Spirit, the Family, and the Unconscious in Hegel's Philosophy
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Investigates the role of family in Hegel’s phenomenology.
Honorable Mention, 2011 Biennial Book Prize presented by the Canadian Philosophical Association
This original study of the role that family life plays in Hegel's Phenomenology of Spirit and Philosophy of Right pays particular attention to Hegel's characterization of the family as an unconscious form of ethical life rooted essentially in affectivity. David V. Ciavatta also looks at Hegel's account of feeling in the "Anthropology" section of The Philosophy of Spirit, highlighting the inherently porous nature of the self, and this porosity is shown to be constitutive of the distinctive, unconscious form of intersubjective recognition that forms the core of family bonds. The book provides a rich understanding of the role that family has in one's psychological development with respect not only to other people, but also to the world and one's own identity. Incorporating existential, phenomenological, and psychoanalytic perspectives, Ciavatta offers insightful investigations of many basic Hegelian themes, such as spirit, perception, ethical agency, language, and property ownership.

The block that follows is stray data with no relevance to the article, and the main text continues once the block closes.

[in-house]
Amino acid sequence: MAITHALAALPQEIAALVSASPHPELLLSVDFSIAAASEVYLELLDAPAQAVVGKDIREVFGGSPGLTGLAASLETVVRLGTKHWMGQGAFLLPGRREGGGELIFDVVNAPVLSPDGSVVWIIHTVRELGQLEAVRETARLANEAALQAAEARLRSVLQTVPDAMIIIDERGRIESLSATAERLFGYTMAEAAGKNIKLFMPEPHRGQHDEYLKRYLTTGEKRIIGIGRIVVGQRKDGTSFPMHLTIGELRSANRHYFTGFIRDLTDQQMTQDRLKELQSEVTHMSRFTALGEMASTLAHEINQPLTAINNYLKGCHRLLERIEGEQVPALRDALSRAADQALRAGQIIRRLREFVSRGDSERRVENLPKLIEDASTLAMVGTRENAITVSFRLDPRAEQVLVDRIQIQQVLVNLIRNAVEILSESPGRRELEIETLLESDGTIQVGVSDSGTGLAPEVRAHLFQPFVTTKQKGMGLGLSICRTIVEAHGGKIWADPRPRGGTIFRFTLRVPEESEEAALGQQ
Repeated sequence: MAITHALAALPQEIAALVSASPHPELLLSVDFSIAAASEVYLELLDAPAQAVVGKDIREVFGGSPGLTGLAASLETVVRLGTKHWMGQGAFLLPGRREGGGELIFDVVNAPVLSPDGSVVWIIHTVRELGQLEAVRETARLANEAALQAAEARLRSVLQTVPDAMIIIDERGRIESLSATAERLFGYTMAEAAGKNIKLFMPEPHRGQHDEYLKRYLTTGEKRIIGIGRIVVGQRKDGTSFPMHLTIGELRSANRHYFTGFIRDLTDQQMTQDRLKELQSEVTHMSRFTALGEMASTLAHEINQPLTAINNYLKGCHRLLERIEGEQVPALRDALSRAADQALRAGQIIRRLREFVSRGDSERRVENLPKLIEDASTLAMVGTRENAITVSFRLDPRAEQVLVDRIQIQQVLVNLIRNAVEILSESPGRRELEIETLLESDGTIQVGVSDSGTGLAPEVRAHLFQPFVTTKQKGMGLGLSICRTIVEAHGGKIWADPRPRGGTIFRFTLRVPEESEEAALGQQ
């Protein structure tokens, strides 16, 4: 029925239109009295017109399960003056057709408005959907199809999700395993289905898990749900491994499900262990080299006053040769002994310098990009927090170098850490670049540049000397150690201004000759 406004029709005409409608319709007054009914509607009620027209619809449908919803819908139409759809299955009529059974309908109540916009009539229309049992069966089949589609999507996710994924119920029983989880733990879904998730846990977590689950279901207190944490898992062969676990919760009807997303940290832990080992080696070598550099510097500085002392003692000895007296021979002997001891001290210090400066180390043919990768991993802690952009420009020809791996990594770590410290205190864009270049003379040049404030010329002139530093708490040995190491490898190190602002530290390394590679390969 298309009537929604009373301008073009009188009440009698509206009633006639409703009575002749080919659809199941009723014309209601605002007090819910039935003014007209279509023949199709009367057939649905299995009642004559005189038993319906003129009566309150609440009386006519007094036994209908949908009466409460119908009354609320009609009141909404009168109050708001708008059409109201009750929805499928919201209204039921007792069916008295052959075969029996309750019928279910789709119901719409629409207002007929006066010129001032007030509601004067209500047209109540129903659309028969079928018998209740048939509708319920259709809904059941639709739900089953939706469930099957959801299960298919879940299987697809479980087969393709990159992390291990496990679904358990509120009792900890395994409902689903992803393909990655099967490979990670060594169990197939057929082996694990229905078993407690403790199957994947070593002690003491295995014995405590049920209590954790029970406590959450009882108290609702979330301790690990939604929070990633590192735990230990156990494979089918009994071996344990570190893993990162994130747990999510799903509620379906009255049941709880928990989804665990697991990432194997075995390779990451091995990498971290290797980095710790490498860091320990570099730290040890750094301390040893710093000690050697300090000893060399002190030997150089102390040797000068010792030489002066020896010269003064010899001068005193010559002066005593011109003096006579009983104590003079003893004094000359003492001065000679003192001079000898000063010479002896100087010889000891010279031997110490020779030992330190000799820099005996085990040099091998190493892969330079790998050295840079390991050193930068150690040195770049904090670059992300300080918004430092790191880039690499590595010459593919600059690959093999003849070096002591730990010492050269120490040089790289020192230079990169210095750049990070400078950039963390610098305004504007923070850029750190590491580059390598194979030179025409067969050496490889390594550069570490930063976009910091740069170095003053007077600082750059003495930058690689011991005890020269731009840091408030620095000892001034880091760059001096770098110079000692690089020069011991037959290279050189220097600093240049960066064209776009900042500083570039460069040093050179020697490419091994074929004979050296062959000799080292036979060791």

David V. Ciavatta is Assistant Professor of Philosophy at Ryerson University.
"…Ciavatta's book makes a bold and interesting contribution to Hegel scholarship … his philosophical claims may well inspire some very fruitful polemics both inside and out of the community of Hegel scholars. " — Continental Philosophy Review
"…a valuable contribution to a vibrant conversation in current Hegel scholarship. Given the importance of the connection between recognition and institutions in the recent literature, Ciavatta's careful attention to the details of Hegel's accounts of the family in the Phenomenology and the Philosophy of Right does much to illumine how concrete institutions might actually contribute essentially to the accomplishment of a condition of mutual recognition. " — Notre Dame Philosophical Reviews
"Ciavatta has written an insightful, provocative book that draws connections between Hegel's work on family and feeling and later developments in contemporary Continental thought. " — CHOICE